Aiden, Brayden, Jayden ...
Why do so many of the most popular baby names rhyme?
Photograph by ThinkStock.
The Social Security Administration’s annual list of the most popular American baby names, released Monday, included, for boys, Aiden, Jayden, and Brayden and, for girls, Mia, Leah, and Sophia (as well as Sofia). Do baby names that rhyme tend to become popular at the same time?
Yes, but only since the Industrial Revolution. Previously, baby names weren’t subject to fads. Americans tended to give their children family names, and John and Mary were invariably the most popular. Girls’ names became subject to changing fashions before boys’ names did, and trendy names often peaked at the same time as other similar-sounding names. In 1880 (the earliest year for which the Social Security Administration has baby-name records), girls’ names ending in “-ie” were popular: The top 50 included Minnie, Jennie, Hattie, Mattie, Annie, and Fannie, among other “-ie” names.
By the 1920s, parents had begun naming their sons according to trends, too. In 1920, John still topped the boys’ list, but names ending in “-ard” had also begun to catch on in droves: Edward, Richard, Howard, and Leonard all made the top 50 that year. Other rhymes and near-rhymes continued to cluster together on baby-name lists throughout the decades: Doris, Dolores, Phyllis, and Gladys caught on among parents of newborn daughters in the 1930s and 1940s, as did Evelyn, Marilyn, and Carolyn. At the same time among boys, “-berts” were born in droves: Robert was the No. 1 boy’s name in 1930, with Herbert and Albert not far behind. In 1940, Donald and Ronald were the ninth and 10th most popular boys’ names, while Larry and Jerry took the 13th and 14th spots, respectively.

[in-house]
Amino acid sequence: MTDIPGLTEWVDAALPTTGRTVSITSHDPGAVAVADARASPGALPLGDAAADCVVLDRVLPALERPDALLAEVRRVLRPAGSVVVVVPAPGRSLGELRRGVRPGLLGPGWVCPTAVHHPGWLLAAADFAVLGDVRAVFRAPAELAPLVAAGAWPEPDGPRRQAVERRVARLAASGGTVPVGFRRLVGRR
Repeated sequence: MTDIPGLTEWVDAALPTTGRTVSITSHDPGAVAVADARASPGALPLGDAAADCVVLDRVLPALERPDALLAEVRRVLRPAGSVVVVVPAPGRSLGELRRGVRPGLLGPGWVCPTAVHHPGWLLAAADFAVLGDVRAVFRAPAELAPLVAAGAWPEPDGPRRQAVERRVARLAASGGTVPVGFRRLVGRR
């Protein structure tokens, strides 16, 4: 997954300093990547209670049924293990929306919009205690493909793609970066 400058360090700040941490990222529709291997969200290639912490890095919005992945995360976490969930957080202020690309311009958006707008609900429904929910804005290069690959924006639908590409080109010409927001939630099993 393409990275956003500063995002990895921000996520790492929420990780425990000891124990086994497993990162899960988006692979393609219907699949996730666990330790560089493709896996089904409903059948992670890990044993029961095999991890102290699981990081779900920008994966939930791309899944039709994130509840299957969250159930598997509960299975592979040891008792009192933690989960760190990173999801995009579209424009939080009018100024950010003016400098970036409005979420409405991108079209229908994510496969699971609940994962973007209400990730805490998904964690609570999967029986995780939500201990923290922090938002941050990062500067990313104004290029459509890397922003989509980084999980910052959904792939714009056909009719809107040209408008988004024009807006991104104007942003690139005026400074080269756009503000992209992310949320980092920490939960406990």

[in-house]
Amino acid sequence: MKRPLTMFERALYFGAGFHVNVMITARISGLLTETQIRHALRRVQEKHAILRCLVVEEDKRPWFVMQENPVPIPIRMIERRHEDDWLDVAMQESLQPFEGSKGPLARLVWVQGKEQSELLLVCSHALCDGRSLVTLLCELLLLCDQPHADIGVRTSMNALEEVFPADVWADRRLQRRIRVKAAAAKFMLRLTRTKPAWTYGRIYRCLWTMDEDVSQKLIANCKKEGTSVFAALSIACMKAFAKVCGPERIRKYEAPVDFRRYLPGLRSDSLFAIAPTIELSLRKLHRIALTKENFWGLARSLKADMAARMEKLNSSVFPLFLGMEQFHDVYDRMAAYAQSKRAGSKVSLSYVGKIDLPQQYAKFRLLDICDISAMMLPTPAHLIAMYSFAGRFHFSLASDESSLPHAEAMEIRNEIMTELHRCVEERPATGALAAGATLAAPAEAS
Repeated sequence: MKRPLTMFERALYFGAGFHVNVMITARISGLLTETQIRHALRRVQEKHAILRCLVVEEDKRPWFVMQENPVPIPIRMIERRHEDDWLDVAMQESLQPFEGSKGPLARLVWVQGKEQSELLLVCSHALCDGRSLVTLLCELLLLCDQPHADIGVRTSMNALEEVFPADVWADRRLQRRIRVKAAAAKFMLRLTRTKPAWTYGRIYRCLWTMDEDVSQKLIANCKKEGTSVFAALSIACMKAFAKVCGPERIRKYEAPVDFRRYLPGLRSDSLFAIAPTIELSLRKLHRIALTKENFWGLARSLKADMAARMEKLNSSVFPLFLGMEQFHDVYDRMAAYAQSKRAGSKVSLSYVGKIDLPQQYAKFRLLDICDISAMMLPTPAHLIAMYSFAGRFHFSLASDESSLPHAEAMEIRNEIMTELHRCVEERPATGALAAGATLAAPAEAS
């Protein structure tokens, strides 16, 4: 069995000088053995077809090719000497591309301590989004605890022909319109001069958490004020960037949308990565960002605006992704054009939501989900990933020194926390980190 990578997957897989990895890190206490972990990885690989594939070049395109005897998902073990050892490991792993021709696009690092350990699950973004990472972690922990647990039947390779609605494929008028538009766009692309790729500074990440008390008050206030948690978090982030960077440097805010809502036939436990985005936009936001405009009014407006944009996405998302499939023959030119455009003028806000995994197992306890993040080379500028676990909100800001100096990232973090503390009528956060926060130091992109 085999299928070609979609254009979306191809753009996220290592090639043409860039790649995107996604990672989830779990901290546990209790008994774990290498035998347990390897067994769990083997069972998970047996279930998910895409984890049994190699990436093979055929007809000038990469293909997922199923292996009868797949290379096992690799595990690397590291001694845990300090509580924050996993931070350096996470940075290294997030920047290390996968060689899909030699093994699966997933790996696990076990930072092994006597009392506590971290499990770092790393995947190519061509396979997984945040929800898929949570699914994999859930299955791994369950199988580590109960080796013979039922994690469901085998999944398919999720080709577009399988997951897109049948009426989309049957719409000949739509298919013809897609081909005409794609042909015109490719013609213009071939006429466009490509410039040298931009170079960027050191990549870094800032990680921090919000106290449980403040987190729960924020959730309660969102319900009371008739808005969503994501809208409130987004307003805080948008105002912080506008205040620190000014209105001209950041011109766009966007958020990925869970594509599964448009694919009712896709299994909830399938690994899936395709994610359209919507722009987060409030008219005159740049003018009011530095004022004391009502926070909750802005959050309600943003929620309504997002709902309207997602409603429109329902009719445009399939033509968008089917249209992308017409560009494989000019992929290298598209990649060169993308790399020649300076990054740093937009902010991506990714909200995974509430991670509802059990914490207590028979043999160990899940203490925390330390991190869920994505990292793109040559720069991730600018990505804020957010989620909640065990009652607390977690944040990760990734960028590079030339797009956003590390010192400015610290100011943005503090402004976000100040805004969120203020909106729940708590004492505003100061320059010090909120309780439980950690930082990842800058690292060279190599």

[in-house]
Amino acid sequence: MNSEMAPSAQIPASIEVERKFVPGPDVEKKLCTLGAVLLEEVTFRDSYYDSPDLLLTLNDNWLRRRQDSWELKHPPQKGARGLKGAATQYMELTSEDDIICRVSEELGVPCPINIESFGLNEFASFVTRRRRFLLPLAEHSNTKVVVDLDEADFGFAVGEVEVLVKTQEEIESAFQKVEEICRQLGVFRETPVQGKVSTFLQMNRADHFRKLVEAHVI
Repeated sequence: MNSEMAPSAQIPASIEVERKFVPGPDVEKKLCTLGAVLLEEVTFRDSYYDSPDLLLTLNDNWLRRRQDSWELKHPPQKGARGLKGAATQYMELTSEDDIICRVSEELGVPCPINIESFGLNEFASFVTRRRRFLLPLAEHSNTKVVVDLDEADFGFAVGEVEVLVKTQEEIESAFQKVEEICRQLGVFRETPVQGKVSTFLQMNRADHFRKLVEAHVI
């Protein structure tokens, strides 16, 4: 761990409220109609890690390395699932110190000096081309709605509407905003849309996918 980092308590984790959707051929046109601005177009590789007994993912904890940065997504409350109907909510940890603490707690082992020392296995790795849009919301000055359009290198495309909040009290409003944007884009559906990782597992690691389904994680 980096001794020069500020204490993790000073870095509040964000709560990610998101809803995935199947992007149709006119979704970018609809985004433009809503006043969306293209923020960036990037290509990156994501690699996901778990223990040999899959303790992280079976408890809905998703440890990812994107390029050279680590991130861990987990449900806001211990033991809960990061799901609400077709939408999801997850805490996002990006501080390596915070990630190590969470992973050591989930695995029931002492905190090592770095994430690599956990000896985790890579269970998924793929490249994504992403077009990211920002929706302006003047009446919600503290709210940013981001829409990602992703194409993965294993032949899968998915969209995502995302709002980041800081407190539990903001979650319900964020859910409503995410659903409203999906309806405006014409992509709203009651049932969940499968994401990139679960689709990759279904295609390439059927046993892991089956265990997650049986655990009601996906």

The recent rise of Aiden and similar-sounding boys’ names appears to have more staying power than past male-name trends. Over a third of American baby boys now get names that end in N (which makes boys’ names ending in N as common as girls’ names ending in A). And many of those names follow the same sound pattern: a long A in the first syllable and a schwa (or unstressed vowel) in the second syllable. Think also of Jason, Mason, and Nathan. In general, long-vowel sounds followed by schwas have gained in popularity in recent years among boys and girls: Ava, Layla, Noah, and Liam (all top-15 names in 2011) follow this pattern.
It’s clear that vowel sounds are in vogue for both boys’ and girls’ names, but it’s hard to say exactly why. It’s likely that baby-name trends are cyclical and reactive, as parents avoid baby names that were popular among their generation and their parents’ generation. Consonant-rich names like Herbert and Gladys are out of style now, but it’s possible that they’ll experience a comeback once today’s Jaydens and Mias begin procreating and opt for baby names that sound different from their own.
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Explainer thanks Laura Wattenberg of babynamewizard.com.
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L.V. Anderson is a Slate assistant editor. She edits Slate's food and drink sections and writes Brow Beat's recipe column, You're Doing It Wrong. Follow her on Twitter.